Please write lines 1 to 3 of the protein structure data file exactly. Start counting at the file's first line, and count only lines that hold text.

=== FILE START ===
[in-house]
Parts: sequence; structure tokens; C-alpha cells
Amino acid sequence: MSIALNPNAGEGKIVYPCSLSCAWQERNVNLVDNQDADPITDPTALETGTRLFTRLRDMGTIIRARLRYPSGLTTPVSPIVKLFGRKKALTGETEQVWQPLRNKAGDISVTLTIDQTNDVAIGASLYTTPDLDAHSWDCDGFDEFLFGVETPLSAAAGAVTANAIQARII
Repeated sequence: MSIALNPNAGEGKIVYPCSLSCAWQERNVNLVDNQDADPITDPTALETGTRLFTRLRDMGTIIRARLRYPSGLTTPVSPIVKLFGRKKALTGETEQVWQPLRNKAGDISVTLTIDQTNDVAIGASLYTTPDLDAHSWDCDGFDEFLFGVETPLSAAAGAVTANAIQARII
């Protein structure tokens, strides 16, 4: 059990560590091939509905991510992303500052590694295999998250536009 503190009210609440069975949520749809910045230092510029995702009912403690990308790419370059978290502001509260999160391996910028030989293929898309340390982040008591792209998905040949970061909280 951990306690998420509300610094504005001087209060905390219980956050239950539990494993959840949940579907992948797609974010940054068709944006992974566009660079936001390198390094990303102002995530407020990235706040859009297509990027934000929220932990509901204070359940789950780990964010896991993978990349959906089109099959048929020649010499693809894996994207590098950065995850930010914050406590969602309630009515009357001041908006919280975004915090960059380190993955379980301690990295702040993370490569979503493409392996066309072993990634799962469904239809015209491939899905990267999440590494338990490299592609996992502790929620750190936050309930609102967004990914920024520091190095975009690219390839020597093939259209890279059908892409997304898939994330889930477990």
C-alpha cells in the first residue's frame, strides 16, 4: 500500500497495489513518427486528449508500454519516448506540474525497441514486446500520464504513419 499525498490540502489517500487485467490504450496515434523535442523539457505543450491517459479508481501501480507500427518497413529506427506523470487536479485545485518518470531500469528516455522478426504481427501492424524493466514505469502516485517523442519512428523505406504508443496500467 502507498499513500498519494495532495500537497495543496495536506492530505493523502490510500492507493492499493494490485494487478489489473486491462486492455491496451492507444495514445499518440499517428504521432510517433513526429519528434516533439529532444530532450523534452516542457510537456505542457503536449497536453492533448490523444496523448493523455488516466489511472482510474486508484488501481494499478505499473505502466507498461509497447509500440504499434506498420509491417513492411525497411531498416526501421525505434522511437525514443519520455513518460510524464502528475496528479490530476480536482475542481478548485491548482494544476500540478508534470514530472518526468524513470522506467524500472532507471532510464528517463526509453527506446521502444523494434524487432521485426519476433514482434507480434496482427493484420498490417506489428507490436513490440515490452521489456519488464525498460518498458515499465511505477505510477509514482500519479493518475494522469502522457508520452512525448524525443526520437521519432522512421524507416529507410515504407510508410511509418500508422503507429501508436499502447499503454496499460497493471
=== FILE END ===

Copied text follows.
[in-house]
Parts: sequence; structure tokens; C-alpha cells
Amino acid sequence: MSIALNPNAGEGKIVYPCSLSCAWQERNVNLVDNQDADPITDPTALETGTRLFTRLRDMGTIIRARLRYPSGLTTPVSPIVKLFGRKKALTGETEQVWQPLRNKAGDISVTLTIDQTNDVAIGASLYTTPDLDAHSWDCDGFDEFLFGVETPLSAAAGAVTANAIQARII